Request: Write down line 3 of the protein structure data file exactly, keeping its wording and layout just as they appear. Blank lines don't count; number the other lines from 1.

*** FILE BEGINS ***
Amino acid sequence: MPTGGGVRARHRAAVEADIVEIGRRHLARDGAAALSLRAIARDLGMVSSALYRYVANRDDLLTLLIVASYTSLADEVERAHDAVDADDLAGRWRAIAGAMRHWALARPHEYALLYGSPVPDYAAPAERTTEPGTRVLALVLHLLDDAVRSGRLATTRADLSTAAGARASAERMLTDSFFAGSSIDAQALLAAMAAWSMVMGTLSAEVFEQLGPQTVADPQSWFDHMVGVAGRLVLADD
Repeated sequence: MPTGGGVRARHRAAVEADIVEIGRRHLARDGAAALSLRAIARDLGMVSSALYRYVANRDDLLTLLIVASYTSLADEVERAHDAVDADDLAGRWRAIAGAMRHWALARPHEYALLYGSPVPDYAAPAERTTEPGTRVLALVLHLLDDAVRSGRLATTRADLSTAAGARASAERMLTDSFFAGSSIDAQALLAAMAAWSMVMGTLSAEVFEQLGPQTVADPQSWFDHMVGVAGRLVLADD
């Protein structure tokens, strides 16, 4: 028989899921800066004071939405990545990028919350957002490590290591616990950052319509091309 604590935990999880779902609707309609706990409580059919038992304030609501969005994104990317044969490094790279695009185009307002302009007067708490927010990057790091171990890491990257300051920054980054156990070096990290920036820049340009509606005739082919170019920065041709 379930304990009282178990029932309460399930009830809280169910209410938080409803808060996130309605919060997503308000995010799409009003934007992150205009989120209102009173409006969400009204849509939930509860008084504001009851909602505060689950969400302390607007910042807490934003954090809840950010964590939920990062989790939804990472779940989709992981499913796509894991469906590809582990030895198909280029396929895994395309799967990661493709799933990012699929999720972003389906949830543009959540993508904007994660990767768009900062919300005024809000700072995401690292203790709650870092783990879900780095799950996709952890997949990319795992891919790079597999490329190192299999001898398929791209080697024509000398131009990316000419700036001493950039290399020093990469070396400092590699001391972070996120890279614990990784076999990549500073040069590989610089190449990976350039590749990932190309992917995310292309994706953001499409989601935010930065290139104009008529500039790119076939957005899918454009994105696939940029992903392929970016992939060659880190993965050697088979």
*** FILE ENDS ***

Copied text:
């Protein structure tokens, strides 16, 4: 028989899921800066004071939405990545990028919350957002490590290591616990950052319509091309 604590935990999880779902609707309609706990409580059919038992304030609501969005994104990317044969490094790279695009185009307002302009007067708490927010990057790091171990890491990257300051920054980054156990070096990290920036820049340009509606005739082919170019920065041709 379930304990009282178990029932309460399930009830809280169910209410938080409803808060996130309605919060997503308000995010799409009003934007992150205009989120209102009173409006969400009204849509939930509860008084504001009851909602505060689950969400302390607007910042807490934003954090809840950010964590939920990062989790939804990472779940989709992981499913796509894991469906590809582990030895198909280029396929895994395309799967990661493709799933990012699929999720972003389906949830543009959540993508904007994660990767768009900062919300005024809000700072995401690292203790709650870092783990879900780095799950996709952890997949990319795992891919790079597999490329190192299999001898398929791209080697024509000398131009990316000419700036001493950039290399020093990469070396400092590699001391972070996120890279614990990784076999990549500073040069590989610089190449990976350039590749990932190309992917995310292309994706953001499409989601935010930065290139104009008529500039790119076939957005899918454009994105696939940029992903392929970016992939060659880190993965050697088979």